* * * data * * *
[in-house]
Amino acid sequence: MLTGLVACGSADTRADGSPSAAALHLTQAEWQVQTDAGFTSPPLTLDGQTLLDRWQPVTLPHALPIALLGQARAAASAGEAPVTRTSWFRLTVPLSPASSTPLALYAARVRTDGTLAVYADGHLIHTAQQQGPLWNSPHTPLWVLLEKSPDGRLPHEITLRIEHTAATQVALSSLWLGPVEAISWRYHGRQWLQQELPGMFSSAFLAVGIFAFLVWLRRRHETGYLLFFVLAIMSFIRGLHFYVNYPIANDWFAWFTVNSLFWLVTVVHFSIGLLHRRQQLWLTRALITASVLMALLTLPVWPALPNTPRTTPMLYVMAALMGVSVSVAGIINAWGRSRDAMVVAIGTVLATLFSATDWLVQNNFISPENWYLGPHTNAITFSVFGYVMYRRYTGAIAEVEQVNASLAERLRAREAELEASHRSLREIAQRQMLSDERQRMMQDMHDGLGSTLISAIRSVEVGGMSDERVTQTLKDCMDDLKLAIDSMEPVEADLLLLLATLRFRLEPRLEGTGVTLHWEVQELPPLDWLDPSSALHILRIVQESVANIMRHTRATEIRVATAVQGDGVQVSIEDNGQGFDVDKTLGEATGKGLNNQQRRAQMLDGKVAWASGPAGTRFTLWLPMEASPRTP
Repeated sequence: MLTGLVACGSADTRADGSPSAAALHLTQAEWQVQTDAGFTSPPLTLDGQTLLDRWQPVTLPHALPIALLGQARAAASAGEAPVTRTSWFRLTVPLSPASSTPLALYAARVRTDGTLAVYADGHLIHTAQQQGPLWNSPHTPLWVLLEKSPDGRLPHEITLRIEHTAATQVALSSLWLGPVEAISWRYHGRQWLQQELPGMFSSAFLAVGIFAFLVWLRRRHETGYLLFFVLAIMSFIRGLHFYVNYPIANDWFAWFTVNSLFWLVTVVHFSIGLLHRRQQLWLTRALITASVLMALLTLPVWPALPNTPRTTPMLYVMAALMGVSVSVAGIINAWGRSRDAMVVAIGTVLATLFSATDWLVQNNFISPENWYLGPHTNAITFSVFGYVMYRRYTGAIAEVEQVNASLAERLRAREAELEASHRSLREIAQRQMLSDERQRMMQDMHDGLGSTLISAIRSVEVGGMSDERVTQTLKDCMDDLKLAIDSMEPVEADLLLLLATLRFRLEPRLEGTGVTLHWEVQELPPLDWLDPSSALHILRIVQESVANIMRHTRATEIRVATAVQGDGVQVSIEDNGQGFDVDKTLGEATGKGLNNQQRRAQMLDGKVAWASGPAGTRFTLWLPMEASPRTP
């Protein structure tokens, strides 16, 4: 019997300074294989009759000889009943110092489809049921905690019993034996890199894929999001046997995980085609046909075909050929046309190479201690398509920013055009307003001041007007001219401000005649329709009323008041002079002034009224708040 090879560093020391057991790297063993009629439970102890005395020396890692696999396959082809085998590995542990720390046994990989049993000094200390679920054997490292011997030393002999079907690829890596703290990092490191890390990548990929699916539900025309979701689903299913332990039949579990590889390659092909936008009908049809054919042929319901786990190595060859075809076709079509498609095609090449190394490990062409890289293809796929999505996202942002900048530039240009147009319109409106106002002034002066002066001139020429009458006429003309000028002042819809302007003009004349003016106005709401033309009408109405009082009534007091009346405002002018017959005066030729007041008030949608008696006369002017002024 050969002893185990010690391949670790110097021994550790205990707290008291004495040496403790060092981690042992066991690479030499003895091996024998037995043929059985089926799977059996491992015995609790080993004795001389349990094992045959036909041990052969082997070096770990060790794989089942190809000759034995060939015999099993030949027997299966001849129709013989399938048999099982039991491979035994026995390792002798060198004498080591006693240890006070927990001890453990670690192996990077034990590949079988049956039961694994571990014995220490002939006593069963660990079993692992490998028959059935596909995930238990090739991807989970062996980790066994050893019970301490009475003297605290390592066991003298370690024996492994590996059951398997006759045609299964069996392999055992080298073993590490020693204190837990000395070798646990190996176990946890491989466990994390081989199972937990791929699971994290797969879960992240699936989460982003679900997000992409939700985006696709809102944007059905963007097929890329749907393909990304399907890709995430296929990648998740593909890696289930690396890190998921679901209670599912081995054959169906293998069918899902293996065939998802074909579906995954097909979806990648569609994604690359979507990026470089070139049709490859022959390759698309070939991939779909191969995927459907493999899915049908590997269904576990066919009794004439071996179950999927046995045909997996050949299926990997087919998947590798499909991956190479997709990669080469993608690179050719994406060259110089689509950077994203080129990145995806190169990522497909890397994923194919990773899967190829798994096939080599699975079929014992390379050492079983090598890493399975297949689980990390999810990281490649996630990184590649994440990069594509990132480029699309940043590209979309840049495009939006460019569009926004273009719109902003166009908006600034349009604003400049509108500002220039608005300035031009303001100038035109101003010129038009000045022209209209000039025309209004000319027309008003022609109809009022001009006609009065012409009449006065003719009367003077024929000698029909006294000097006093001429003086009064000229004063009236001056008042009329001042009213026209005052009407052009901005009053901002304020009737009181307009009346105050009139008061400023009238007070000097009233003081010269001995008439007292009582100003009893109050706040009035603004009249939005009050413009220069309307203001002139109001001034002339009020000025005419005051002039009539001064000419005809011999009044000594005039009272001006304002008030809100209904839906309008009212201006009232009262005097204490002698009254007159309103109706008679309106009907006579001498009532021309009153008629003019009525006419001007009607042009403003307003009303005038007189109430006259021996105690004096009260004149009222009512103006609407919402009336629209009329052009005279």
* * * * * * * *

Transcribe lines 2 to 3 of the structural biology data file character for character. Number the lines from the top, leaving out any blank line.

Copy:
Amino acid sequence: MLTGLVACGSADTRADGSPSAAALHLTQAEWQVQTDAGFTSPPLTLDGQTLLDRWQPVTLPHALPIALLGQARAAASAGEAPVTRTSWFRLTVPLSPASSTPLALYAARVRTDGTLAVYADGHLIHTAQQQGPLWNSPHTPLWVLLEKSPDGRLPHEITLRIEHTAATQVALSSLWLGPVEAISWRYHGRQWLQQELPGMFSSAFLAVGIFAFLVWLRRRHETGYLLFFVLAIMSFIRGLHFYVNYPIANDWFAWFTVNSLFWLVTVVHFSIGLLHRRQQLWLTRALITASVLMALLTLPVWPALPNTPRTTPMLYVMAALMGVSVSVAGIINAWGRSRDAMVVAIGTVLATLFSATDWLVQNNFISPENWYLGPHTNAITFSVFGYVMYRRYTGAIAEVEQVNASLAERLRAREAELEASHRSLREIAQRQMLSDERQRMMQDMHDGLGSTLISAIRSVEVGGMSDERVTQTLKDCMDDLKLAIDSMEPVEADLLLLLATLRFRLEPRLEGTGVTLHWEVQELPPLDWLDPSSALHILRIVQESVANIMRHTRATEIRVATAVQGDGVQVSIEDNGQGFDVDKTLGEATGKGLNNQQRRAQMLDGKVAWASGPAGTRFTLWLPMEASPRTP
Repeated sequence: MLTGLVACGSADTRADGSPSAAALHLTQAEWQVQTDAGFTSPPLTLDGQTLLDRWQPVTLPHALPIALLGQARAAASAGEAPVTRTSWFRLTVPLSPASSTPLALYAARVRTDGTLAVYADGHLIHTAQQQGPLWNSPHTPLWVLLEKSPDGRLPHEITLRIEHTAATQVALSSLWLGPVEAISWRYHGRQWLQQELPGMFSSAFLAVGIFAFLVWLRRRHETGYLLFFVLAIMSFIRGLHFYVNYPIANDWFAWFTVNSLFWLVTVVHFSIGLLHRRQQLWLTRALITASVLMALLTLPVWPALPNTPRTTPMLYVMAALMGVSVSVAGIINAWGRSRDAMVVAIGTVLATLFSATDWLVQNNFISPENWYLGPHTNAITFSVFGYVMYRRYTGAIAEVEQVNASLAERLRAREAELEASHRSLREIAQRQMLSDERQRMMQDMHDGLGSTLISAIRSVEVGGMSDERVTQTLKDCMDDLKLAIDSMEPVEADLLLLLATLRFRLEPRLEGTGVTLHWEVQELPPLDWLDPSSALHILRIVQESVANIMRHTRATEIRVATAVQGDGVQVSIEDNGQGFDVDKTLGEATGKGLNNQQRRAQMLDGKVAWASGPAGTRFTLWLPMEASPRTP